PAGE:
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CHAPTER ONE
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Hello reader! Welcome to a new multi-part DIAL B for BLOG series revealing the secret origins of the Amazing Spider-Man. This blockbuster series will change the way you look at Spider-Man forever. That's a tall order, I know, but as usual, I'm going to make it even taller. Because before we're done, we're also going to change the way you look at Marvel Comics forever!

If you're a longtime fan, you know I am not lying. If you're new here, and you're wondering who the hell I am and how anyone could possibly do all that, let me explain. It's actually quite simple. My name is Robby Reed, and I have a dial.
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The secret origins of the Amazing Spider-Man begin with THE SPIDER, Master of Men, secretly detective Richard Wentworth (pictured above on the cover of the Spider #95). The character debuted in “The Spider Strikes,” Oct. 1933, cover shown below left. This story was credited to R.T.M. Scott, but with Spider #3, "Wings of the Black Death" (Dec. 1933, pictured below right), “Grant Stockbridge” took over writing chores, and the character went from being an imitation Shadow to being... well, the Spider!

The Spider didn't just kill his enemies... he killed them in GREAT numbers, and with near-fanatical enjoyment. As all Spider-fans know, “Grant Stockbridge,” was a pen name used by main Spider writer Norvell Page, as well as Emile C. Tepperman, Wayne Rogers, Prentice Winchell, and Donald C. Cormack.

The Spider was featured in two serials from Columbia. The first was The Spider's Web (1938), starring Warren Hull as the Spider. In this serial, Hull wore an entirely new costume that had never been seen before in the Spider pulps, complete with full face mask and flowing, spider-webbed cape. Here it is, on the cover of Screen Thrills Illustrated #8...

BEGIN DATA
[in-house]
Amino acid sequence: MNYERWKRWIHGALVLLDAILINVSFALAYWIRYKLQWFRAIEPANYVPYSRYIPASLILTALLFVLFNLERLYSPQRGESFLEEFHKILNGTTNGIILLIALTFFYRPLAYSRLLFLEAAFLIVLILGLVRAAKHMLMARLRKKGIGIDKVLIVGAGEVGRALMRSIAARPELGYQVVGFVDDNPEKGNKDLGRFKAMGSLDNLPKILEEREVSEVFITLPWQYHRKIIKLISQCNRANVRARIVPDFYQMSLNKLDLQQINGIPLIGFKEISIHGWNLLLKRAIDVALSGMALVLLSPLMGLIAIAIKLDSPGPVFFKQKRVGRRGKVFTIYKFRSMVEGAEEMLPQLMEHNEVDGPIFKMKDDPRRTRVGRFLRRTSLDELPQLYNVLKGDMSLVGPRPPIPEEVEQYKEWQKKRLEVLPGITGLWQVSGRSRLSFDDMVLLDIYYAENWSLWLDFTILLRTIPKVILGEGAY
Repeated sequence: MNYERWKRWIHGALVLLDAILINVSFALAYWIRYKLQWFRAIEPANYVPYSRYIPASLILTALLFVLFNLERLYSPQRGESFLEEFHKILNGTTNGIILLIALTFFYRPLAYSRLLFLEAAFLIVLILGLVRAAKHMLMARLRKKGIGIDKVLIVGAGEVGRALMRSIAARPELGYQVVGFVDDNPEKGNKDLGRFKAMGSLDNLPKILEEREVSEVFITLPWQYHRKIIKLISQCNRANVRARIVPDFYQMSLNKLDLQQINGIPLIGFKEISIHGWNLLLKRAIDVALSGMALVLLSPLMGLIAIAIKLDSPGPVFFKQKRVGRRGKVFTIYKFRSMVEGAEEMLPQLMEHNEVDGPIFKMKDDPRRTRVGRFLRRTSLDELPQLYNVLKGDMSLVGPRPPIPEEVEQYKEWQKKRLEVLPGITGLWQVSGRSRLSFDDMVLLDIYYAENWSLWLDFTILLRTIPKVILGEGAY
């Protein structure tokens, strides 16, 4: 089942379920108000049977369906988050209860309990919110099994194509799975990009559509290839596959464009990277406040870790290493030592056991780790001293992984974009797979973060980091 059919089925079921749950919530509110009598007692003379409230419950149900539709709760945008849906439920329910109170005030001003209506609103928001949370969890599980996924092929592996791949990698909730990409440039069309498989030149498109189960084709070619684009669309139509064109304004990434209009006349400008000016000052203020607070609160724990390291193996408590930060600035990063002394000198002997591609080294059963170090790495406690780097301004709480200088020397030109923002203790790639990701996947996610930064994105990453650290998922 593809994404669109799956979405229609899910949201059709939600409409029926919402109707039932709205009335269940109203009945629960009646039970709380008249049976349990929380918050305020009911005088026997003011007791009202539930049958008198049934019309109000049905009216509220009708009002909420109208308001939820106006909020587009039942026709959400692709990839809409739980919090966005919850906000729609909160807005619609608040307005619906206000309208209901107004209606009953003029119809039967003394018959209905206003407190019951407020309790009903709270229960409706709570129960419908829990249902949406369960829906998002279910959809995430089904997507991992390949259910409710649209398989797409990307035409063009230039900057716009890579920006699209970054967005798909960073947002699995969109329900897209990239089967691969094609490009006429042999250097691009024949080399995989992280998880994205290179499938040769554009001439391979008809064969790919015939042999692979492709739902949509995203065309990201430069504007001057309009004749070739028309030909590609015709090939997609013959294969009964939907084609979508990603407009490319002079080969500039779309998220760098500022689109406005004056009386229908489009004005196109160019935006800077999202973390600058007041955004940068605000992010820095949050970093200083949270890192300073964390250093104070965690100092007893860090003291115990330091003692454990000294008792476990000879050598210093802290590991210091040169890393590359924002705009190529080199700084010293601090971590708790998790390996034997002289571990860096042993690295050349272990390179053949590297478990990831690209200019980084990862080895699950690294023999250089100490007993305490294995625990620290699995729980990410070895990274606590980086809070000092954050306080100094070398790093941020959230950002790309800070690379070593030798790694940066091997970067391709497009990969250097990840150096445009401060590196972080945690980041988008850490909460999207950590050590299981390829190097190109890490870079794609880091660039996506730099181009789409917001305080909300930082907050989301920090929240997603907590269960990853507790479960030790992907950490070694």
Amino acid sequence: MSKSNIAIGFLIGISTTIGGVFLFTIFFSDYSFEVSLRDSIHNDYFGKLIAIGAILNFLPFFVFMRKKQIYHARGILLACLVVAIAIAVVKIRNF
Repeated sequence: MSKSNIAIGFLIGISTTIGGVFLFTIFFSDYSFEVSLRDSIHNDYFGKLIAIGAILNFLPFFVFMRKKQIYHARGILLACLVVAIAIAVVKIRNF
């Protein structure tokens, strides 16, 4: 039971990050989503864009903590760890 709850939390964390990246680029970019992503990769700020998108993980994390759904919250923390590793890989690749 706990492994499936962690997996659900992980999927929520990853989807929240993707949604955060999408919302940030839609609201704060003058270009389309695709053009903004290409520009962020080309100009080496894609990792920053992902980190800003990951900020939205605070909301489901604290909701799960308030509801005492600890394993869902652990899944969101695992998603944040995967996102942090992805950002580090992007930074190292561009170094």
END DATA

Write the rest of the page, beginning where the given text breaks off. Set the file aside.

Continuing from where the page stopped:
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Steve Ditko once recalled how Stan Lee tried to come up with a name for a new superhero.
"Stan said he liked the name Hawkman, but DC had the name and the character," DItko said.

"So I went down the list," Stan Lee continues. "Fly-Man didn't sound that good. Mosquito-Man, I don't know. Bug-Man, Insect-Man, and I got to Spider-Man and somehow Spider-Man -- and also when I was a kid there was a pulp magazine called The Spider, Master of Men."

"[He] had absolutely nothing to do with spiders, but he was a guy who wore a mask sort of like the Spirit -- if you remember that -- and a hat and a coat and he went out and fought crooks, but they called him the Spider. And I read those things when I was about eight years old, and I thought it was so dramatic. So everything fell in place and I thought, I'll call him Spider-Man."

So, Stan knew DC already had a Hawkman, but I guess he didn't realize that DC also had a Spider Man! Not many people do. DC's Spider Man debut in House of Mystery, 1954. Fake cover below!
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Here's the (not very) amazing story of DC's Spider Man!
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Meet Mr. Weems -- a man fascinated with insects who want to add a rare "Spider Man" bug to his collection. He searches the world, and finally, one day...
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Weems shows his collection to a friend, and explains a bizarre theory...
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In the end, Weems is killed by a falling horse (don't ask), and as his body is hauled away...
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Uh, OK, maybe there's a REASON Stan Lee knew of DC's Hawkman, but never heard of DC's Spider Man. We close this chapter of the Secret Origins of Spider-Man with a fake cover depicting a meeting between Spidey (by Ditko) and Hawkman (by Murphy Anderson)...
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Time for Robby to rewrite the history books!
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